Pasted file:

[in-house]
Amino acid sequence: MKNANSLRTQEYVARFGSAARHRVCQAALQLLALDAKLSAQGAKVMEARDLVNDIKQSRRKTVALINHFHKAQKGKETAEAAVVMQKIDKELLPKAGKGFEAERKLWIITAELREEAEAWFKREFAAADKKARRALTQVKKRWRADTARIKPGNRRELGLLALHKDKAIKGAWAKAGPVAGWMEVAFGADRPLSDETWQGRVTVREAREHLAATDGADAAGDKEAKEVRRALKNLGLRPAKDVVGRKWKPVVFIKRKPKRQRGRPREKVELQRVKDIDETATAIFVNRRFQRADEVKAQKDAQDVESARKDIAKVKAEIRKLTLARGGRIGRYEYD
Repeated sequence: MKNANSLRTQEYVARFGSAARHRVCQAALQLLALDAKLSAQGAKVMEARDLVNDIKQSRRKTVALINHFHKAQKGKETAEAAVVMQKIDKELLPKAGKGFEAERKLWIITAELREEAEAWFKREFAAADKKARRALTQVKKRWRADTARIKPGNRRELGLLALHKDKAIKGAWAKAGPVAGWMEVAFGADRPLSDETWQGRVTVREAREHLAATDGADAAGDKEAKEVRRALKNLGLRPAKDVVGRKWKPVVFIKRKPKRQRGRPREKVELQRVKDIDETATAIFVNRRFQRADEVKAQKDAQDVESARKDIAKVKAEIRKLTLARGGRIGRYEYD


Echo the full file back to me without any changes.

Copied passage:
[in-house]
Amino acid sequence: MKNANSLRTQEYVARFGSAARHRVCQAALQLLALDAKLSAQGAKVMEARDLVNDIKQSRRKTVALINHFHKAQKGKETAEAAVVMQKIDKELLPKAGKGFEAERKLWIITAELREEAEAWFKREFAAADKKARRALTQVKKRWRADTARIKPGNRRELGLLALHKDKAIKGAWAKAGPVAGWMEVAFGADRPLSDETWQGRVTVREAREHLAATDGADAAGDKEAKEVRRALKNLGLRPAKDVVGRKWKPVVFIKRKPKRQRGRPREKVELQRVKDIDETATAIFVNRRFQRADEVKAQKDAQDVESARKDIAKVKAEIRKLTLARGGRIGRYEYD
Repeated sequence: MKNANSLRTQEYVARFGSAARHRVCQAALQLLALDAKLSAQGAKVMEARDLVNDIKQSRRKTVALINHFHKAQKGKETAEAAVVMQKIDKELLPKAGKGFEAERKLWIITAELREEAEAWFKREFAAADKKARRALTQVKKRWRADTARIKPGNRRELGLLALHKDKAIKGAWAKAGPVAGWMEVAFGADRPLSDETWQGRVTVREAREHLAATDGADAAGDKEAKEVRRALKNLGLRPAKDVVGRKWKPVVFIKRKPKRQRGRPREKVELQRVKDIDETATAIFVNRRFQRADEVKAQKDAQDVESARKDIAKVKAEIRKLTLARGGRIGRYEYD